How to Install MobSF?

There are two ways to install it, one is using the manual method (advantage: you can perform dynamic analysis which is more relevant, disadvantage: setting it up on your machine may be slightly complicated). The next is by using Docker (advantage: you just need to install Docker and type in a command and everything that MobSF needs to run on your machine will be automatically downloaded without you having to do anything and MobSF will be available to access on your browser in localhost:8000, disadvantage: you cannot perform dynamic analysis using real-time data).

I will show you both ways. First, the manual way. If you want to run MobSF this way on your machine, you need to install other technologies in your machine depending on your OS.

  • Therefore, download the required technologies from here.
  • Next, clone the repository which is available on GitHub (just open a terminal in your computer and type: git clone the above command means is that you are cloning (means downloading)
  • MobSF which is hosted on GitHub to your machine.
  • Next, get into that folder using this command: cd
  • Next, run setup.bat file by typing: setup.bat

If you face any errors, don’t worry. You can Google them or just read the official instructions/docs here. MobSF will be available in localhost:8000 on your browser (I mean just type localhost:8000 in the URL bar and you’ll be able to access it).

Remember I told you there are two ways to install MobSF? Above is the first way and the second way is to use Docker. Although both of these ways have their own disadvantages, I prefer to use Docker because I’m just used to pulling Docker images and honestly, there’s a million percent better chance that you will be able to run software using Docker rather than trying to run it manually.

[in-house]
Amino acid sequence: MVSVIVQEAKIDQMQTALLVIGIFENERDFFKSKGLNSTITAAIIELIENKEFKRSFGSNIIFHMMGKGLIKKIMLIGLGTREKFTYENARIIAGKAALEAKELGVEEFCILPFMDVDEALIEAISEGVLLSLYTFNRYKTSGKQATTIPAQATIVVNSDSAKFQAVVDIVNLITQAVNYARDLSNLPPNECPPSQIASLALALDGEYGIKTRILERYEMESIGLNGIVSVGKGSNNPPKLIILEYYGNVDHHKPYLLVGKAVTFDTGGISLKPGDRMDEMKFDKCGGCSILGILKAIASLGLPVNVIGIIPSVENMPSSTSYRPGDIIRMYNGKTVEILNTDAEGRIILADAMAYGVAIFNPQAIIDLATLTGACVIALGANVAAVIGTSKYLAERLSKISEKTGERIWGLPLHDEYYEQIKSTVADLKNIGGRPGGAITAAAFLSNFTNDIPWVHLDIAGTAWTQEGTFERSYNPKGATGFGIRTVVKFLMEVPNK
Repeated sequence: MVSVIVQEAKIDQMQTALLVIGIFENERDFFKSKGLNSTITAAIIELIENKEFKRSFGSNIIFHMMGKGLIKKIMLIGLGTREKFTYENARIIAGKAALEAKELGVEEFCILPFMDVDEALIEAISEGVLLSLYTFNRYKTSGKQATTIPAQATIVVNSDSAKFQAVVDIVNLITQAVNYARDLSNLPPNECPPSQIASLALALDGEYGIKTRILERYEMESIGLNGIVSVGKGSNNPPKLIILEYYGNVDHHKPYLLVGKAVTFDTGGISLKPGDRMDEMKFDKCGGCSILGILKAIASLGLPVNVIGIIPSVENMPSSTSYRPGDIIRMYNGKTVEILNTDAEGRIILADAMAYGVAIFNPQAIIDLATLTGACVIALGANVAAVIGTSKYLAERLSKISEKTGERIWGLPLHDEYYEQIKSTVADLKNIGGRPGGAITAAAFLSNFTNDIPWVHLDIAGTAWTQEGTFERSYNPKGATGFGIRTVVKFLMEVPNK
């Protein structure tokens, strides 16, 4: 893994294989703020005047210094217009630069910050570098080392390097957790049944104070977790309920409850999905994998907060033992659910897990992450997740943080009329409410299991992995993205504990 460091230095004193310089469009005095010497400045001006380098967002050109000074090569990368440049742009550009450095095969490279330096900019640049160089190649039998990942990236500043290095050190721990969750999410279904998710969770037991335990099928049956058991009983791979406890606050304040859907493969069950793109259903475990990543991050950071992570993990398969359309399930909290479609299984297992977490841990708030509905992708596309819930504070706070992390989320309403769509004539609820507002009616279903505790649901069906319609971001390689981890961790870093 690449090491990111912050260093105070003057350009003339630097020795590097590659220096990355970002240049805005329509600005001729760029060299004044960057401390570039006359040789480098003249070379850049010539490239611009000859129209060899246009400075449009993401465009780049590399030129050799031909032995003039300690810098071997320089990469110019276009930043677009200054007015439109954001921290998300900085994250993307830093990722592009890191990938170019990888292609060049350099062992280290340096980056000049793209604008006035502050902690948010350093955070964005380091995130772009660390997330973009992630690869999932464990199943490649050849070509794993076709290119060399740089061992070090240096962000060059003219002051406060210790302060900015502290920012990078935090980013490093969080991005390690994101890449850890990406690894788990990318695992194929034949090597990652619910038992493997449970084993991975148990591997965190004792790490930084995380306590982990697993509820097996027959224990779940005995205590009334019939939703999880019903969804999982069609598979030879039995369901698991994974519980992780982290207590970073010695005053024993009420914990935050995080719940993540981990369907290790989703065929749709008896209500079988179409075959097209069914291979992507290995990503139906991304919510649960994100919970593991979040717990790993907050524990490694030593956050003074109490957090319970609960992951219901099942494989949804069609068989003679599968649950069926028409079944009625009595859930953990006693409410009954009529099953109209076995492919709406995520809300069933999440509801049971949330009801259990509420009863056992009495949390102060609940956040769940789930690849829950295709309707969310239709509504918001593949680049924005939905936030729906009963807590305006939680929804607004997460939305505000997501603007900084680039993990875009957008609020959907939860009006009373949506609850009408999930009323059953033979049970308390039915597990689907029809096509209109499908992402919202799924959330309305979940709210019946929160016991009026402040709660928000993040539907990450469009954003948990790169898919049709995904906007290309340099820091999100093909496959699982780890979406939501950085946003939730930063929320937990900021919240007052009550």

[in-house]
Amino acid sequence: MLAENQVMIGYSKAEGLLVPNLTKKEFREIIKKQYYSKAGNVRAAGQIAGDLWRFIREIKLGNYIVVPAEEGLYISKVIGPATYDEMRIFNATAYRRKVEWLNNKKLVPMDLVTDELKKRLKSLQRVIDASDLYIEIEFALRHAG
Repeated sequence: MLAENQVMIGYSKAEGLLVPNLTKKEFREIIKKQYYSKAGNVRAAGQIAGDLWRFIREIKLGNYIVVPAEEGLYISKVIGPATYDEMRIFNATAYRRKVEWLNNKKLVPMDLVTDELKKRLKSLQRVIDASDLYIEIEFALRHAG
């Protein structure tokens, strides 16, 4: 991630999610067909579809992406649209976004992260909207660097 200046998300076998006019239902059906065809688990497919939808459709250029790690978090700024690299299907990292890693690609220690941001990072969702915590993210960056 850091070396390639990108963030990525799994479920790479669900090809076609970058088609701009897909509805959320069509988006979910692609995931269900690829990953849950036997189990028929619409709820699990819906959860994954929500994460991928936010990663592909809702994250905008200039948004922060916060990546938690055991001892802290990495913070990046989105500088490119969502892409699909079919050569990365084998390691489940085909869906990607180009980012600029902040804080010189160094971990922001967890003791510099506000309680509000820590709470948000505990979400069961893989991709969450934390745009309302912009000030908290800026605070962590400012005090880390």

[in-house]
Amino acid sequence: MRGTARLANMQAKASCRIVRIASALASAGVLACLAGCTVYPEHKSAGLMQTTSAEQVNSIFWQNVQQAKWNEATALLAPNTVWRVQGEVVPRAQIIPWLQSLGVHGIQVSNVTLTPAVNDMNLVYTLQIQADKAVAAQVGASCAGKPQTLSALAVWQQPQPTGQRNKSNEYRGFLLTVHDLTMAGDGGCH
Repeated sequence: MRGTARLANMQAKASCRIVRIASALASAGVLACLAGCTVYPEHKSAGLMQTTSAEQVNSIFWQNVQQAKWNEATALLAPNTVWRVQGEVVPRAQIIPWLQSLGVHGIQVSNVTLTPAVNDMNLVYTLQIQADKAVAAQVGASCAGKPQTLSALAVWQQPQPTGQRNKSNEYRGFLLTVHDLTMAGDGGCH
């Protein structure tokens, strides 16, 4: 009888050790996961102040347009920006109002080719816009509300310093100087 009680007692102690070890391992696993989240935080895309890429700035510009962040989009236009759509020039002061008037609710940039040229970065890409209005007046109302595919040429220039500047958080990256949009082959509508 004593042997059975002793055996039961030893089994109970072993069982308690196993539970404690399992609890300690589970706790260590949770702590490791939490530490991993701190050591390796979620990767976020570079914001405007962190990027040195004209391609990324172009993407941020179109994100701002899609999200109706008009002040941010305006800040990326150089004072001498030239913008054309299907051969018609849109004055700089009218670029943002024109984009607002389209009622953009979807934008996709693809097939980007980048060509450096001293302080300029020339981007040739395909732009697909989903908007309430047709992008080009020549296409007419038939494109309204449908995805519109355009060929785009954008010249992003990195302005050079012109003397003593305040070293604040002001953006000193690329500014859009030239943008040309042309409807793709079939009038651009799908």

• To run using Docker, just make sure you have Docker installed first. If not, install it here.
  • Now, make sure the Docker engine is turned on. If you don’t know how, you can search it on Stack Overflow, but I’m sure you know about it.
  • Now, type: docker run -it --rm -p 8000:8000 opensecurity/mobile-security-framework-mobsf:latest

With this command, Docker will pull the MobSF image from Docker Hub and run it in your machine. If you don’t know Docker, let me explain it in a way that you’d understand. Basically, you just have to install Docker and type the above command. Then, Docker will automatically install MobSF, Git, Python, and every tech it is dependent on without you having to download them. Now, you just need to head over to localhost:8000 to access MobSF.

How to Analyze Security Vulnerability with MobSF Now That You Are Running It on Termux?

First, we want to test Termux, right? So, download Termux here. You don’t have to install it on your mobile phone. Before I explain further, I want to say that the version of Termux I downloaded for the sake of writing this article is version 0.117 and the version of MobSF is version 3.4.5 (beta).

Just to make sure we’re on the same page, once you launched MobSF earlier, you should have seen something like the screenshot below on your browser (URL: localhost:8000).

Mohmed Ishak

Actually, there’s only one step here. Just drag and drop that APK file to MobSF and wait for the report.

How to Read Security Report from MobSF?